Yesterday I took part in my first WR10K race series event, in support of this years headline charity the Alzheimer’s Society. I was running for my Dad, Gordon, who is 81 years old and suffering from this debilitating, devastating and heartbreaking disease.
This was the first mass-participant race I’d entered for years, and I mean years and now having experienced the day first hand, I am so glad that I stopped just talking about it and actually made the effort to do it.
The race took part at the beautiful Willen Lake in Milton Keynes, known for its water sports, and beautiful scenery, not that I actually took in much of my surroundings as I made my way around the course, but for the spectators it helped to make the day even more enjoyable.
I actually chose to run the 5k race as I haven’t done any running since my teens, I am now 44! I’m also ashamed to say, that I didn’t actually do any proper training either, what with things taking a turn for the worse with my Dad, planning a future move to France and starting a new business there never seemed enough hours in the day!
Thankfully there was a warm-up session beforehand which had us all limbering up, jigging about and generally having fun. This not only helped to relax our muscles, but also helped quell a few nerves that had begun to flitter about in the pit of my stomach at the thought of running 3.1 miles with no training at all!
Once under way I was swept along by the overwhelming feeling of camaraderie. Several hundred women all of different shapes and sizes, ages and abilities running for their own personal reasons but together on the day. It was powerful and moving experience.
The course was mercifully flat, one lap of the beautiful lake, two for the 10k runners. The atmosphere was amazing, provoking so many different emotions for so many different people, many there, as I, to support members of their family or friends suffering from Alzheimer’s, others in memory of loved ones and some just through their love of running.
I was also amazed at how easily my competitive spirit and past running ability came back. Having started right at the back behind the very last pacer (for people who thought they would like to walk as well as run their chosen distance) I fell into an easy rhythm and slowly but surely made my way through the runners at a steady but reasonable pace. Every time my chest felt like it was going to burst or my knees were going to buckle, I just kept repeating, “This is for you Dad, this is for you”.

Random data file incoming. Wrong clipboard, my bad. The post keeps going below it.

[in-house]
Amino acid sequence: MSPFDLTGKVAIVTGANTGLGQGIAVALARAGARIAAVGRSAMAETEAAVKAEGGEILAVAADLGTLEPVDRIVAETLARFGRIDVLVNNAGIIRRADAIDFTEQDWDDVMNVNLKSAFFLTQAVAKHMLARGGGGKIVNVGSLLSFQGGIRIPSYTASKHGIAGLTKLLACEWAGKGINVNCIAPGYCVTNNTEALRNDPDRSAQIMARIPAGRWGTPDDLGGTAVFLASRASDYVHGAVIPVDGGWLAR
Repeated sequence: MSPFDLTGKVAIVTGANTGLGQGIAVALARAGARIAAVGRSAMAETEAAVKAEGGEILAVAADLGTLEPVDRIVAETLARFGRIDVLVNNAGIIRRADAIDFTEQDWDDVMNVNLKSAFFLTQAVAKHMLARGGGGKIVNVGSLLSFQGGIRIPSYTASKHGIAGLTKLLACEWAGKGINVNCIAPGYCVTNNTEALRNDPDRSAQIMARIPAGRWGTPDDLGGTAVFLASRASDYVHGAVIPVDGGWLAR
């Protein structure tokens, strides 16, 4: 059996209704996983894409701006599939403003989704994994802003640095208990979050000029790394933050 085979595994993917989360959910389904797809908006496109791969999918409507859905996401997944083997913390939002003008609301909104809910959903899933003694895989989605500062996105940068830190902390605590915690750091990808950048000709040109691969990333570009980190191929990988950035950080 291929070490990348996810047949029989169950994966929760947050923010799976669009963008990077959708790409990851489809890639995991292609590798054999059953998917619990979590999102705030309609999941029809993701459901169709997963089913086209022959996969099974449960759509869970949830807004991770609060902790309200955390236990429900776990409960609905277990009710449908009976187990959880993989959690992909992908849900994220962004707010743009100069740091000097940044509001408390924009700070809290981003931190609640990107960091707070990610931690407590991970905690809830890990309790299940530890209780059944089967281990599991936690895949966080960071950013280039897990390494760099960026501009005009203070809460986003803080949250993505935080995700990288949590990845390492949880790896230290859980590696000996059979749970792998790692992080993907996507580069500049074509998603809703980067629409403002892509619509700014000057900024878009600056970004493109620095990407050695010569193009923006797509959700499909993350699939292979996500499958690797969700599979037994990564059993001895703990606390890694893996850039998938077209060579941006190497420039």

My Dad, Gordon, is currently in Stoke Mandeville Hospital being cared for by an amazing team of nursing staff. He was taken in two weeks ago by ambulance, this in its self was a traumatic experience, as Dad didn’t understand he was ill and couldn’t understand why he was being taken away. For my Mum, Val, who has spent every hour of every day caring for Dad whilst slowly having to watch her husband of 50 years slip away, it was a truly devastating, traumatic and heartbreaking ordeal.
Every time I thought my legs would stop I focused my thoughts on Mum & Dad, this kept me going and spurred me on to finish in 6th place, in around 28 minutes (I am still awaiting the official time), but whatever the time, I can honestly say I had a great day.
I met some great people, fellow runners, staff from the Alzheimer’s Society and from the Women’s Running 10k Race Series all of whom were enjoying the day as much as I.
I really can’t recommend an event such as this highly enough, it was fun, it was good for your body and your sole, it caters for all abilities from novice to pro, from young to old, the oldest runner yesterday was 70! I can’t think of a better way to spend a sunny Sunday than with so many people united in sport, for charity, for fitness and best of all for fun!
If you would like to take part in a future event you will find all the info you need at www.womensrunninguk.co.uk
And if you are looking for a charity to run for, then please, think about choosing www.alzheimers.org.uk you will be helping thousands of people like my parents who have had their lives literally blown apart by dementia.
Thank you for reading my story.
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